The dots are being connected on a possible big trade between the Chargers and Titans, involving Philip Rivers and the No. 2 pick. Will it happen? Plus, readers make the case for which retired safeties are worthy of Hall of Fame enshrinement
I’ve learned a lot about the passion of football fans in the past couple of days. I’ll explain how, and why, in a couple of paragraphs. But first, I want to weigh in on a story that won’t go away: the future of Philip Rivers with the San Diego Chargers.
I wrote Monday that the Chargers would be crazy to trade Rivers. For the past nine seasons, Rivers has started every one of San Diego's 153 games. He is 92-61 overall, including playoffs, with a 95.7 regular-season passer rating and a plus-130 touchdown-to-interception differential. He will be 33 on opening day. The Chargers are in the horns of a dilemma with Rivers, because he’s entering the last year of his contract and has rebuffed efforts by San Diego GM Tom Telesco to sign an extension. Rivers hasn’t said why, but it seems pretty obvious. He has seven children, is happily married, and is worried about the franchise relocating to Los Angeles.
Rivers is from Alabama. He went to college in North Carolina. He’s a homebody type. Nashville is less than two hours from where he grew up. The second pick in the draft is held by Tennessee, and a big contingent of Charger people was in Eugene, Ore., on Tuesday to work out Marcus Mariota. Makes sense: After the Bucs pick Jameis Winston number one—which is the most likely scenario—San Diego could deal Rivers to Tennessee for the second pick in the draft (with other picks thrown in to equalize an odd trade, though I have no clue which side should throw in other picks) and choose Mariota, giving the Chargers their presumptive quarterback of the future.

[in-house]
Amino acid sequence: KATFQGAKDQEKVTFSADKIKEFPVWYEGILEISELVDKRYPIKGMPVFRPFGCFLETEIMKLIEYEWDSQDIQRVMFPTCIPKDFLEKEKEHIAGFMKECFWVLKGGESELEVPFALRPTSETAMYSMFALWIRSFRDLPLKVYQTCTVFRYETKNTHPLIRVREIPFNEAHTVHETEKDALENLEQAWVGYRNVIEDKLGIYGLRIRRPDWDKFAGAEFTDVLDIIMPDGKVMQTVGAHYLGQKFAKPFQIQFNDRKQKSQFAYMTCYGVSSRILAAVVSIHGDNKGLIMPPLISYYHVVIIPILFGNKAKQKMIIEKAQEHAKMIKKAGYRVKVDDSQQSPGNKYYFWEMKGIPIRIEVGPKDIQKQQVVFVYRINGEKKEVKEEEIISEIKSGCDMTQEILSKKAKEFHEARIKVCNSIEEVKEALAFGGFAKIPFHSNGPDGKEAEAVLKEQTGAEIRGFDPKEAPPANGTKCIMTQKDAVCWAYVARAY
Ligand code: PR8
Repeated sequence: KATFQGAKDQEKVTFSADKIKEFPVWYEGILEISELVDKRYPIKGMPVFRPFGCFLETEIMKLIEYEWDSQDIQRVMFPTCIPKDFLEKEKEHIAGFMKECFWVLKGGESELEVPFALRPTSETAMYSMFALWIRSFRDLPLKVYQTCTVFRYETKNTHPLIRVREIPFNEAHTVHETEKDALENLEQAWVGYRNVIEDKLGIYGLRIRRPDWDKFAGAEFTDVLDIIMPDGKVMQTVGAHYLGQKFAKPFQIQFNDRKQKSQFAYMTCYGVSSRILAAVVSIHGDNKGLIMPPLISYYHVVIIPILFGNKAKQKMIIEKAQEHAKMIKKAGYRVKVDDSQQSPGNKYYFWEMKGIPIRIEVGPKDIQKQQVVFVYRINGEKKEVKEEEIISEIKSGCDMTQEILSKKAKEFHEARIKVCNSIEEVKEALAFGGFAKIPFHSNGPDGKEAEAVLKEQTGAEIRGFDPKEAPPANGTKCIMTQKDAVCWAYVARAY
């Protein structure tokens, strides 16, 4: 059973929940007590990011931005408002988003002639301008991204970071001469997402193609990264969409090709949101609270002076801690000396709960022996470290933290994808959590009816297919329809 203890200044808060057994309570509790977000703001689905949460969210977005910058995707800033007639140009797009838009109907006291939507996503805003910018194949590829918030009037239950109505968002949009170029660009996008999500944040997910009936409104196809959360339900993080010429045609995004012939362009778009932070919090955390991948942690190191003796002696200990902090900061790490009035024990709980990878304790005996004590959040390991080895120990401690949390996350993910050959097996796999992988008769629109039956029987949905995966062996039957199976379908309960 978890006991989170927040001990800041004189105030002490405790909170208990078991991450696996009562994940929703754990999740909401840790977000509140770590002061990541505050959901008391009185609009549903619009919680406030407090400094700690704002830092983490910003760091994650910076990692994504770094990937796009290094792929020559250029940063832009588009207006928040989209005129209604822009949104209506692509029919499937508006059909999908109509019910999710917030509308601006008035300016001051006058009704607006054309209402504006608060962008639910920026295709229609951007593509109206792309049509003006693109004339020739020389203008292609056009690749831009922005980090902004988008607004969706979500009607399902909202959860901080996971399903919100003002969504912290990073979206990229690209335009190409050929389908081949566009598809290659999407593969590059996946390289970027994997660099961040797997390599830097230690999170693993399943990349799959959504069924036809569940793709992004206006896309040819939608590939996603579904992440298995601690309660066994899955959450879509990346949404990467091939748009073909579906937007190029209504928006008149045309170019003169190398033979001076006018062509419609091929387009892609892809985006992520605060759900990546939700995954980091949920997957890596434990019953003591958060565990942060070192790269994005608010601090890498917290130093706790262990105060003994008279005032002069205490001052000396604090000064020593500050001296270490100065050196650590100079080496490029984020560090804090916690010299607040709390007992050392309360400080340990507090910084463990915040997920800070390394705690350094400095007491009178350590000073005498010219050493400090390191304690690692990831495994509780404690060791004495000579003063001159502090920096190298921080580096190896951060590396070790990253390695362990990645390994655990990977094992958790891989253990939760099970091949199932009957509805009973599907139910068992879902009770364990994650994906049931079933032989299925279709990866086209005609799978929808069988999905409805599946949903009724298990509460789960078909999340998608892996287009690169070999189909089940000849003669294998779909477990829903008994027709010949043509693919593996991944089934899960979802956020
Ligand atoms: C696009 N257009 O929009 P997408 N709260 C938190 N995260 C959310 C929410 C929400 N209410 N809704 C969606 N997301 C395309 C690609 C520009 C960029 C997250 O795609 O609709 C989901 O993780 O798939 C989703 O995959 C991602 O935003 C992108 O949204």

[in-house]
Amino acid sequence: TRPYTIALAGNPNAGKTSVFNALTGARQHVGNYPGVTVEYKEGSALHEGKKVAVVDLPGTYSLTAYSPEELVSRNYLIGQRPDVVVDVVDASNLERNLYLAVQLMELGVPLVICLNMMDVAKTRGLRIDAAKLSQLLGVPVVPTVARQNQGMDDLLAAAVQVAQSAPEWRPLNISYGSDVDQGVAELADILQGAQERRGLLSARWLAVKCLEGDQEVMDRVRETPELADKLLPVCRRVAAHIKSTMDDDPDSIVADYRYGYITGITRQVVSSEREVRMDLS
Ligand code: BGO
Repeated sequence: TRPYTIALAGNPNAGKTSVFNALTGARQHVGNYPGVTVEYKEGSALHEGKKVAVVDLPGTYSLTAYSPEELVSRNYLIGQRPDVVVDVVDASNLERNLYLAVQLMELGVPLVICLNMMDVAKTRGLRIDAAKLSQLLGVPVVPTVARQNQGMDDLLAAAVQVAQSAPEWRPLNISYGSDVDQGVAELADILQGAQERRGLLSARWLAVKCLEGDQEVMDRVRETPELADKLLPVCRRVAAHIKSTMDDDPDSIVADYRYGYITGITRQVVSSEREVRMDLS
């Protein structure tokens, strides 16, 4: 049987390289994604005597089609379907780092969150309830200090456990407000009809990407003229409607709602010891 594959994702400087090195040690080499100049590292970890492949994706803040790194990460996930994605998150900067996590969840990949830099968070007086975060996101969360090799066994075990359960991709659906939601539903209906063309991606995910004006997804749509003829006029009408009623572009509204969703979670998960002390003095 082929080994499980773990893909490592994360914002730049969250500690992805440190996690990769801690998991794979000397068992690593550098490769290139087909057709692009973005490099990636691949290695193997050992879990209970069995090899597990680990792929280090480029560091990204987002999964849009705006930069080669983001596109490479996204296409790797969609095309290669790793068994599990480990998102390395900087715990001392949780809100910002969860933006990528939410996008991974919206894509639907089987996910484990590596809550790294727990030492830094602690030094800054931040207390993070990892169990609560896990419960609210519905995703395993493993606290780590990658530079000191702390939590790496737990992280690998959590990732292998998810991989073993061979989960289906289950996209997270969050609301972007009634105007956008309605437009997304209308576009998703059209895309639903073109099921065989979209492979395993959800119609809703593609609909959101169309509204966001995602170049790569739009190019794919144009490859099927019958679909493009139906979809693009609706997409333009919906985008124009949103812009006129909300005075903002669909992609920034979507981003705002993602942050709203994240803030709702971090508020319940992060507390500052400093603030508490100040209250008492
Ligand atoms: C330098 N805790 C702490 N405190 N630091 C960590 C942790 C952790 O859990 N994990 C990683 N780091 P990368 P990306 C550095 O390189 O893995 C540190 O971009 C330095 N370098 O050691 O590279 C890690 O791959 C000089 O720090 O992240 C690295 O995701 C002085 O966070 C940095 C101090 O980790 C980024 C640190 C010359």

Two and two is being put together all over the planet. Longtime Charger follower Kevin Acee of U-T San Diego wrote this week: “They need to trade Rivers. … This is not for effect. This is best for all involved.” Acee is close to Rivers. Acee is tight with the Chargers. And he’s right that the deal makes sense, but only if one very important condition is met. Only if San Diego coach Mike McCoy and GM Tom Telesco are convinced—not just have a feeling—that Mariota can be a very good long-term quarterback.
Otherwise, I don’t like dealing Rivers. At all. The Chargers haven’t won more than nine games over the past five seasons, but that’s not Rivers’ fault. He’s a 66-percent passer over those five years. He’s had some bad days. Good quarterbacks do. But every year you have Rivers as your leader, you enter the season with a chance to play deep into January. Not to say you couldn’t do that with Mariota eventually, but very likely not right away.
Rivers is healthy. My guess is he’d have five good years left, barring injury. If he’s told the team flat out he won’t go to Los Angeles, then Telesco has to do what he’s got to do. But as of a month ago, Rivers hadn’t said that. All he said was he wasn’t signing long-term—right now. Will he sign with San Diego after the 2015 season? Or would they risk putting the franchise tag on him when he clearly wouldn’t want to be there?
It’s a dilemma. I just know this: Unless Mariota was the object of my dreams, I’d rather have Rivers for one more year and take my chances on him signing one more Chargers contract. If he doesn’t, they can worry about that next March, with a new crop of quarterbacks coming out of college. I’m not a fan of giving away a very good player just because you’re not sure if you can sign him.
A few smart people around football don’t think Telesco will have the stones to deal Rivers. We’ll see. Telesco’s a smart guy. He’ll do what’s best for the franchise. I don’t see how trading Rivers is the best thing, but then again, I don’t know all that Telesco knows right now.
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Before we start with the email, a strong recommendation to read Jenny Vrentas’ story today at The MMQB (and in Sports Illustrated) on the bitter end of Rex Ryan’s reign with the Jets, and his sunny new start in Buffalo.
Now onto your email: